In early 2023, the German Ministry of Economy decided to completely phase out subsidies for plug-in hybrids, a move that Christian Milan, CEO and Founder of M3E, considers “positive” from an ecological standpoint.
However, the Ministry also opted to reduce incentives for electric vehicle purchases.
“The adjustment for electric cars is not ideal for our customers,” Milan explained.
The fact is that at M3E, a company specializing in comprehensive electric mobility solutions and services, they have detected a growing need for subsidies in the light and heavy commercial vehicle sectors, as well as for buses.
It’s worth mentioning that, starting from September 1st, only those who purchase an electric car for exclusively private use can apply for the environmental bonus.
The elimination of financing, previously provided by the Federal Office for Economics and Export Control (BAFA), threatens to impede the progress of electric mobility in trade and medium-sized businesses.
“We would find a subsidy program for the lower-priced segment of the M1 vehicle class very useful after the end of the ‘Umweltbonus,’ as it is precisely here that demand is very high, but purchasing power is largely very low,” stated the CEO of M3E.
As of January 1st, the subsidy for electric cars is €4,500 for those priced below €40,000.
For models with a cost exceeding €40,000, they will receive €3,000.
The assistance does not apply to electric cars priced above €65,000.
Starting in 2024, the subsidy will continue to decrease to €3,000, with a subsidy limit of €45,000.
Regarding commercial vehicles, Milan commented: “The challenge now is to create the right framework for users who want to adopt electric vehicles for the first time“.
“It also involves generating attractive incentives for the majority to follow the same path,” he added.
This includes expanding charging infrastructure and creating incentive programs specifically tailored to commercial vehicles.
It’s worth mentioning that M3E, founded in 2019 in Berlin, is divided into two complementary areas.
On one hand, it offers a wide range of electronic consulting services, enabling its clients to make a swift and optimal transition to electromobility.
On the other hand, they develop comprehensive digital solutions, which they use both for their own consulting services and for external clients.
One standout product is their “European Subsidy Database,” where they compile and streamline the application process for all funding programs across 31 European countries.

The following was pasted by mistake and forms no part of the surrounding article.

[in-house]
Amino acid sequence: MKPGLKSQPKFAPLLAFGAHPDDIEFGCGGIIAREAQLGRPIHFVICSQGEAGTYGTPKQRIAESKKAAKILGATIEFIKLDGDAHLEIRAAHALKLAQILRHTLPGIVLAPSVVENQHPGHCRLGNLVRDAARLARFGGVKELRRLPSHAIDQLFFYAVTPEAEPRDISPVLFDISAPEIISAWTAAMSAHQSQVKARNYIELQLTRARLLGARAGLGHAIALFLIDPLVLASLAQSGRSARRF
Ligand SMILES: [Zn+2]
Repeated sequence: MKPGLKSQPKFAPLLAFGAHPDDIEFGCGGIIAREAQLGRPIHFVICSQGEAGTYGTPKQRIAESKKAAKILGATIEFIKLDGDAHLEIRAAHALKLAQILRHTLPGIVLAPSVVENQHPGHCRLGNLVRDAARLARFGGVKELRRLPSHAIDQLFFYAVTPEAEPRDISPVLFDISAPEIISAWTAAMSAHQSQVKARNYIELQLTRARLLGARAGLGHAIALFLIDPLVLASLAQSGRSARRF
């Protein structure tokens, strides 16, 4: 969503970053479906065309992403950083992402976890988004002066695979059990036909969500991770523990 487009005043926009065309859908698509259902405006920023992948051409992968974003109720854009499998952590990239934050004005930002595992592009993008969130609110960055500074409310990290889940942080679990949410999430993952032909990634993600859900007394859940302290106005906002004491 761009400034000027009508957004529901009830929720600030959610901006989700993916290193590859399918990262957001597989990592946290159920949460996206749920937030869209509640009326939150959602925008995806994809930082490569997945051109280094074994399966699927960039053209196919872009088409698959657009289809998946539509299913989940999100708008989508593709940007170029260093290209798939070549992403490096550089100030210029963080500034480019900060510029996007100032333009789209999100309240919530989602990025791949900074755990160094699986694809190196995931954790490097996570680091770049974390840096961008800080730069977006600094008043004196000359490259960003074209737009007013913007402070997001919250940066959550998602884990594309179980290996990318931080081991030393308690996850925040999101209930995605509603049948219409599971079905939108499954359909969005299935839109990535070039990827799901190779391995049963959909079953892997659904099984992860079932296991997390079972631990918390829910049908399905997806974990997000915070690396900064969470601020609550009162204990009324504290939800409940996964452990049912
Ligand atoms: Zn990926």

The German company assists original equipment manufacturers, fleet operators, various businesses, public institutions, cities and municipalities, as well as individuals.
M3E requests an enhancement of the KsNI program’s efficiency
Germany boasts an extensive charging network with over 85,000 public charging stations.
Furthermore, they plan to deploy 8,500 ultra-fast charging points (HPC) at approximately 900 locations, allowing cars to charge within 15 to 30 minutes.
“The installation of fast-charging options at transport hubs and then gradually across the country is crucial to increase the long-distance travel capability of vehicles”, Milan explained.
One of the supports offered by the German government is the KsNI program, financing aimed at the acquisition of alternative and environmentally friendly propulsion vehicles.
Additionally, there is a very high funding rate for the associated charging infrastructure, with 80% of the acquisition costs being covered.
“However, the program’s efficiency is significantly hampered by long processing times, between application submission and approval“, stated the CEO of M3E.
This not only limits planning for fleet electrification but can also discourage purchases in some cases.
Regulations for electric charging in Europe
Recently, the Alternative Fuels Infrastructure Regulation (AFIR) has been published, governing the deployment of charging and refueling stations for all vehicle segments in Europe.
One of the points agreed upon by Members of the European Parliament is that by 2026, electric charging stations with a minimum power of 400 kW should be installed every 60 km.
In this regard, Milan said that these regulations are extremely useful:
“Climate change is not waiting for us, and we will not be able to cope with it without very ambitious binding regulations”.
Currently, the transport sector accounts for around 25% of all greenhouse gas emissions in the EU.
“Nevertheless, the current German subsidy programs and their application will not be sufficient to initially implement all measures by January 2026“, Milan commented.
“Much greater efforts are needed in this regard to transform electromobility into a self-sustaining system”, he concluded.